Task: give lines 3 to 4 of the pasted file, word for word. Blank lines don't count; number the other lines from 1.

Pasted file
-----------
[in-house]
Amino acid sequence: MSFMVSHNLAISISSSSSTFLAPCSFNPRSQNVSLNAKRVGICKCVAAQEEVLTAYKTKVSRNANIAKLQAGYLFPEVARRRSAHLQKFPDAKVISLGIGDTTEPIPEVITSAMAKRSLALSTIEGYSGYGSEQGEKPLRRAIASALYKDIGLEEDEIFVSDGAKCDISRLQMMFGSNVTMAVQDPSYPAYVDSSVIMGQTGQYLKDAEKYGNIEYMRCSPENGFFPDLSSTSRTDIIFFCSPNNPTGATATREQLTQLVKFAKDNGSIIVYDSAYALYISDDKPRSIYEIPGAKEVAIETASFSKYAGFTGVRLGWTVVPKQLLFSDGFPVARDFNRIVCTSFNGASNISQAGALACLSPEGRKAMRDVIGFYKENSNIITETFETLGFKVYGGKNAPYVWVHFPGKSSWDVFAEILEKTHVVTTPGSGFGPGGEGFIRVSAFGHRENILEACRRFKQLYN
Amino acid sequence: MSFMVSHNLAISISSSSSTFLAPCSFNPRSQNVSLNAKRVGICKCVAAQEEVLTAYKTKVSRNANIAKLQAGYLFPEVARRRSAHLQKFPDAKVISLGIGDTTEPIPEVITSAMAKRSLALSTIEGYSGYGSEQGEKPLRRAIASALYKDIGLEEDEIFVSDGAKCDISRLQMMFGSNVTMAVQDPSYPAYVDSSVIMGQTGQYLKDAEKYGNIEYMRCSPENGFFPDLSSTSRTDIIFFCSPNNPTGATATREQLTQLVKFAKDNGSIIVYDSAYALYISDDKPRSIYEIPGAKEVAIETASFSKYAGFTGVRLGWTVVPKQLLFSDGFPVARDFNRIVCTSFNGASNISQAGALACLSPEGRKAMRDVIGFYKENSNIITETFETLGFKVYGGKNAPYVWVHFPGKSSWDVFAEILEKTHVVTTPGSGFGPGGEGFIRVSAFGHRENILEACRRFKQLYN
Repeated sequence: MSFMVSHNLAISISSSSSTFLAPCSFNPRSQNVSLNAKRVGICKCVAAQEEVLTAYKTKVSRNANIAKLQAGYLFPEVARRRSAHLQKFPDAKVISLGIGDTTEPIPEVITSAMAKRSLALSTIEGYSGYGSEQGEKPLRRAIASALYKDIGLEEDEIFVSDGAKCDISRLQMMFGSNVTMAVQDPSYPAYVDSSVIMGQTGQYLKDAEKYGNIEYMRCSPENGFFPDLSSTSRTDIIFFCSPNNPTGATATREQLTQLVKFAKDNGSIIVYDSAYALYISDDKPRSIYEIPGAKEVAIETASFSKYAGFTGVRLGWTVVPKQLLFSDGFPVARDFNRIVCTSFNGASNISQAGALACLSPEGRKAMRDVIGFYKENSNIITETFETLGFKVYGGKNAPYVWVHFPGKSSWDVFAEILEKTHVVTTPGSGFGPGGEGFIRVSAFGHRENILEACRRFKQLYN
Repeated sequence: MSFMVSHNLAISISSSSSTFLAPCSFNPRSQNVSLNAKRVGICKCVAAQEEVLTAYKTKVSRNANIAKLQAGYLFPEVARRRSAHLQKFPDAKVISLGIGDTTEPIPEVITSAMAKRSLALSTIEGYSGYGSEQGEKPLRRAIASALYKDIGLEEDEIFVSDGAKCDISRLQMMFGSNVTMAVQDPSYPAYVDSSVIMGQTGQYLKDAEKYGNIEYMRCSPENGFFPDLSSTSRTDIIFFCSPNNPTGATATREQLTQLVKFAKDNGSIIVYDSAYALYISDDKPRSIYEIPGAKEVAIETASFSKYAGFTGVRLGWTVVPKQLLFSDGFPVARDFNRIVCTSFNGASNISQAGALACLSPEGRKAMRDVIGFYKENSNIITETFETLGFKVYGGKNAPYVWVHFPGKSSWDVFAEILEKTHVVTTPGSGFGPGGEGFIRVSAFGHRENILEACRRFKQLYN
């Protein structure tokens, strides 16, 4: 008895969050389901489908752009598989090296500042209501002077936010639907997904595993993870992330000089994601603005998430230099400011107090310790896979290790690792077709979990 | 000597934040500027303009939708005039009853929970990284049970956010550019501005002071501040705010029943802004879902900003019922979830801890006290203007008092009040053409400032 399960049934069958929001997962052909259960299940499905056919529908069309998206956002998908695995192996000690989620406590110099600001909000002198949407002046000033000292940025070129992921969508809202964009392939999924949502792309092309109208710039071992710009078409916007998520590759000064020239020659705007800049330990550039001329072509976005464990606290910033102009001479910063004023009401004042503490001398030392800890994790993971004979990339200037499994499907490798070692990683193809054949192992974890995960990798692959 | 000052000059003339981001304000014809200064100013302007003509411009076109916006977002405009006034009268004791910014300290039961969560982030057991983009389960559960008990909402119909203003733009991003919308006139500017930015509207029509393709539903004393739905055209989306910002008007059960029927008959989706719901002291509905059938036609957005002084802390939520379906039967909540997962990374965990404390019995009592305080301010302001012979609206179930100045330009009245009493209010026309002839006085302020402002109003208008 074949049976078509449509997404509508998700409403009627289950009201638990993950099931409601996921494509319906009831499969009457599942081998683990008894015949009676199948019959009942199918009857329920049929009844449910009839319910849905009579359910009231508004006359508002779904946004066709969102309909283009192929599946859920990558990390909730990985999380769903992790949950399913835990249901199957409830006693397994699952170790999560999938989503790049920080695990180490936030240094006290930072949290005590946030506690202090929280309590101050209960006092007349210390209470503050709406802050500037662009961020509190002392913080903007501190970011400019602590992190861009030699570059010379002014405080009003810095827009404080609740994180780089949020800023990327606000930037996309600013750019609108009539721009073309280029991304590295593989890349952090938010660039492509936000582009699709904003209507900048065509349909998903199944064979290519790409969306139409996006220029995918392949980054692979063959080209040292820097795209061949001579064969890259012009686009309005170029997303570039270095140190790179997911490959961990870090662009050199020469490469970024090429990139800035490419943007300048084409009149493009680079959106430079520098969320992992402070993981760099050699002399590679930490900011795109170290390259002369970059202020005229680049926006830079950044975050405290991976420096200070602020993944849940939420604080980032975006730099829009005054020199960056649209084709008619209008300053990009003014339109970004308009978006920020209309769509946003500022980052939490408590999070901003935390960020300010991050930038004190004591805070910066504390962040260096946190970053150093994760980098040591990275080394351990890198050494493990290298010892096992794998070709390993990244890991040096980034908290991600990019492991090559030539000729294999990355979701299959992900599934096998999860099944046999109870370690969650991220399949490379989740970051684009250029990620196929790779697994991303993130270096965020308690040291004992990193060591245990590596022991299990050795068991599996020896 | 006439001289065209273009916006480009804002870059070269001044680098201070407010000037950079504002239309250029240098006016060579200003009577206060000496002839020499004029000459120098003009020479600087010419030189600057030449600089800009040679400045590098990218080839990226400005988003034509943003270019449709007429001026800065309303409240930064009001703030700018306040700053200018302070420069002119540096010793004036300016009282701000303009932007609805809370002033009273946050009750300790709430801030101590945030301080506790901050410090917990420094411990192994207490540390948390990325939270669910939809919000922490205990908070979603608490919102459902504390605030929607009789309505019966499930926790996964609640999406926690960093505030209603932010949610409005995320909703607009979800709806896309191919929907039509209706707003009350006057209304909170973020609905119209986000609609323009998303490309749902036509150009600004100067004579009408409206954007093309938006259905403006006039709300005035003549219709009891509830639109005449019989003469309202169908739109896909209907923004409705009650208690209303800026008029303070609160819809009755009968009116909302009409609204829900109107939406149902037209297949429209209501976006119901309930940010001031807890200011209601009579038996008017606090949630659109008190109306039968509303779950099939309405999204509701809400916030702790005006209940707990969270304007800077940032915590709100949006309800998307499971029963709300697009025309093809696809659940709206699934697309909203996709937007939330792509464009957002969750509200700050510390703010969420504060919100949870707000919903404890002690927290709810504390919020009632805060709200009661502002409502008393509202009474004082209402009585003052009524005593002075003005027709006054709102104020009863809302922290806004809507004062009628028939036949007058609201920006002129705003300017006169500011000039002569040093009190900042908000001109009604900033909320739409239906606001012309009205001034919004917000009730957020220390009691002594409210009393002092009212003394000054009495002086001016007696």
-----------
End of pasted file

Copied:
Amino acid sequence: MSFMVSHNLAISISSSSSTFLAPCSFNPRSQNVSLNAKRVGICKCVAAQEEVLTAYKTKVSRNANIAKLQAGYLFPEVARRRSAHLQKFPDAKVISLGIGDTTEPIPEVITSAMAKRSLALSTIEGYSGYGSEQGEKPLRRAIASALYKDIGLEEDEIFVSDGAKCDISRLQMMFGSNVTMAVQDPSYPAYVDSSVIMGQTGQYLKDAEKYGNIEYMRCSPENGFFPDLSSTSRTDIIFFCSPNNPTGATATREQLTQLVKFAKDNGSIIVYDSAYALYISDDKPRSIYEIPGAKEVAIETASFSKYAGFTGVRLGWTVVPKQLLFSDGFPVARDFNRIVCTSFNGASNISQAGALACLSPEGRKAMRDVIGFYKENSNIITETFETLGFKVYGGKNAPYVWVHFPGKSSWDVFAEILEKTHVVTTPGSGFGPGGEGFIRVSAFGHRENILEACRRFKQLYN
Repeated sequence: MSFMVSHNLAISISSSSSTFLAPCSFNPRSQNVSLNAKRVGICKCVAAQEEVLTAYKTKVSRNANIAKLQAGYLFPEVARRRSAHLQKFPDAKVISLGIGDTTEPIPEVITSAMAKRSLALSTIEGYSGYGSEQGEKPLRRAIASALYKDIGLEEDEIFVSDGAKCDISRLQMMFGSNVTMAVQDPSYPAYVDSSVIMGQTGQYLKDAEKYGNIEYMRCSPENGFFPDLSSTSRTDIIFFCSPNNPTGATATREQLTQLVKFAKDNGSIIVYDSAYALYISDDKPRSIYEIPGAKEVAIETASFSKYAGFTGVRLGWTVVPKQLLFSDGFPVARDFNRIVCTSFNGASNISQAGALACLSPEGRKAMRDVIGFYKENSNIITETFETLGFKVYGGKNAPYVWVHFPGKSSWDVFAEILEKTHVVTTPGSGFGPGGEGFIRVSAFGHRENILEACRRFKQLYN